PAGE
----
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      I highly doubt the Romans will receive 3 cavalry units. That’d put five units in the Auxilla Camp, which would lead it to overshadow the Roman barracks simply due to the versatility it provided. Additionally, we know the Romans will be Siege focused, with strong Infantry. They’ve got to be weak in some areas, and I’m willing to bet Cavalry is one of them.
       
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    15. Kulcsos12

      Kulcsos12 Champion

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      Five units in the Auxilia Camp? Are you crazy? In the best way, it will be max 4: Balearic Slinger, Cretan Bowman, Gallic Horseman and maybe the Numidian Horseman. It won't overshadow the Castellum.
      1. Romans train their units by their origins, not by their types. With this logic, the Roman Castellum also will have at least 1 cavalry or ranged unit. Since the Veles removed, the only possible non-infantry Roman unit is the Eques.
      2. We know only 1 officer from 4 and one of them also will be in Age 3 with the Centurion. He will be the Decurion, the cavalry officer.
      3. Officers must be in higher Age than their soldiers. (Legionary: Age2, Centurion: Age3) If the Decurion in Age 3, we will get an Age 2 Cavalry somewhere.
      4. If we will get the Numidian Horseman: It will be in Age 2 because they was a fast and agile light cavalry. The Eques had much armor and heavier weapon, so it will be in Age 3 with the Decurion.
      5. If we won't get the Numidian Horseman: The Eques will moved to Age 2 and the Decurion still in Age 3. With this option, Romans will be weak in Age 3 without new infantry and cavalry, so this has a really low option.
      But this in my opinion. Every decision will make by our greatest Devs.
       
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    16. Andy P XIII

      Andy P XIII Moderator
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      I can't say that anyone here has figured out the combination of units we arrived at, I love the analysis, and can definitely say that you guys are approaching things very well -- we figure out the design rules and then apply them. Sometimes two different design rules contradict each other, so we have to figure out the best way to break the tie. It's fun to watch others grapple with the same stuff we do.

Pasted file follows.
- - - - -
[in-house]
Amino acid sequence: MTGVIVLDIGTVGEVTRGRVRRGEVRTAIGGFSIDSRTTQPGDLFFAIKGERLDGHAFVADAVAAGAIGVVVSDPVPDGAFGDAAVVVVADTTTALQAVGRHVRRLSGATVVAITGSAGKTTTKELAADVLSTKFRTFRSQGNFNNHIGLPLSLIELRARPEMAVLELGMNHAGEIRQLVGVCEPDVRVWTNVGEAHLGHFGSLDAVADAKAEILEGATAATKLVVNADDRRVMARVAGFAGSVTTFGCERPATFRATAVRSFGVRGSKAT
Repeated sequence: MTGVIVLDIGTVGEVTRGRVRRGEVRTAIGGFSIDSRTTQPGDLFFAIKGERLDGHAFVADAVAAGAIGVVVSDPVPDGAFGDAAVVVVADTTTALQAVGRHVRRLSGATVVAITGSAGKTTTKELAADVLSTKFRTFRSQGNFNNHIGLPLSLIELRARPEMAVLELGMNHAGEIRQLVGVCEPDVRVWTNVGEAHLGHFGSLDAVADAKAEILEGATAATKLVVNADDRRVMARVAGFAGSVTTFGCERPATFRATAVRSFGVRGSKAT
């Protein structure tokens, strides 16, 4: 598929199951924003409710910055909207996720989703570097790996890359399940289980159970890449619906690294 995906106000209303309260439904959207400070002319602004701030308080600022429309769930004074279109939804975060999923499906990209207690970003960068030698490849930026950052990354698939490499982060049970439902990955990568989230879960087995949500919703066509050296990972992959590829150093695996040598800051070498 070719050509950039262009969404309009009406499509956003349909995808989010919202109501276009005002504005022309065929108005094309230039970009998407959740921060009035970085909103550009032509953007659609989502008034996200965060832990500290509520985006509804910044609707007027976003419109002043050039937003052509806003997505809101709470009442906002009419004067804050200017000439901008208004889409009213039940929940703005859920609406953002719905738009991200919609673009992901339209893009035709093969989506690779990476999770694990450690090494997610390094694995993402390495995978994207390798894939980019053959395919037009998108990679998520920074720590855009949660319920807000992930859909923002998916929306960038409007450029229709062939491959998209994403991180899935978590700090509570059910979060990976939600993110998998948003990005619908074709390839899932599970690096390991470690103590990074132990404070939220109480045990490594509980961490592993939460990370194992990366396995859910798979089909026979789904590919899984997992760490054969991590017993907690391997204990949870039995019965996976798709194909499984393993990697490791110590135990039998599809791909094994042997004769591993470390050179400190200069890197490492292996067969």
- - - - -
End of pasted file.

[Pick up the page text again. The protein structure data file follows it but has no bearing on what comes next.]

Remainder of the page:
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    17. Fraxure022

      Fraxure022 Champion

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      I don’t recall implying that you were crazy my friend, and would appreciate it if the same kindness were extended to me.

      That being said, you do make a good point I had not considered. It is entirely possible that we get a Roman cavalry unit from the Castellum. I was aware that the military structures were divided by point of origin more so than their role, but that hadn’t really clicked with me until I read your post. For some reason, my brain interpreted that as “Infantry from one, Cav and Ranged from the other”. I think it’s because it was compared to the Egyptian barracks in the blog, and that got my wires crossed.

      With that in mind, their design is more reflective of Age of Mythology’s Atlantean Civ, which is similar to how I thought they’d wind up back in the day. I still seriously doubt the Romans will receive more than two cavalry units because, again, they have to have weaknesses. I hope for a natively Roman cavalry unit, as I prefer the more professional military look the native Roman units have.
       
    18. Fristi61

      Fristi61 Long Swordsman

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      Hmm, maybe the Celer ("swift one") could make an appearance? They were a very early unit of native Roman cavalry.
      They could fit in the roster as a basic Age 2 light/raiding cavalry unit from the Castellum, and then maybe you could have Numidian cavalry in Age 3?

      But if the devs are basing Rome mostly on the Late Republican/Early Imperial period, then they're probably too early since they are from the Regal period.

      I guess alternatively you could call that unit the Eques, which wouldn't be very historically correct but would run with the conventional (mis- ;) )understanding that the Romans didn't have strong native cavalry. It's not a terrible offense to run with that though, other games I've seen do as well.
       
      #19 Fristi61, Oct 1, 2019 at 9:55 AM
      Last edited: Oct 1, 2019
    19. happysmurf

      happysmurf Game Developer

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      You guys are right that the romans are a siege based civ, but this does not automatically mean its weak in inf, cav, spc, siege of navy.
      It is all related to how the values are devided. You can make 1 type very weak or all others less powerfull but not weak.
      Hope more info around the last units will clear thinks up.
      But one of the weaknesses of the romans is the difficulty of ideal managment.
       
      Bahram likes this.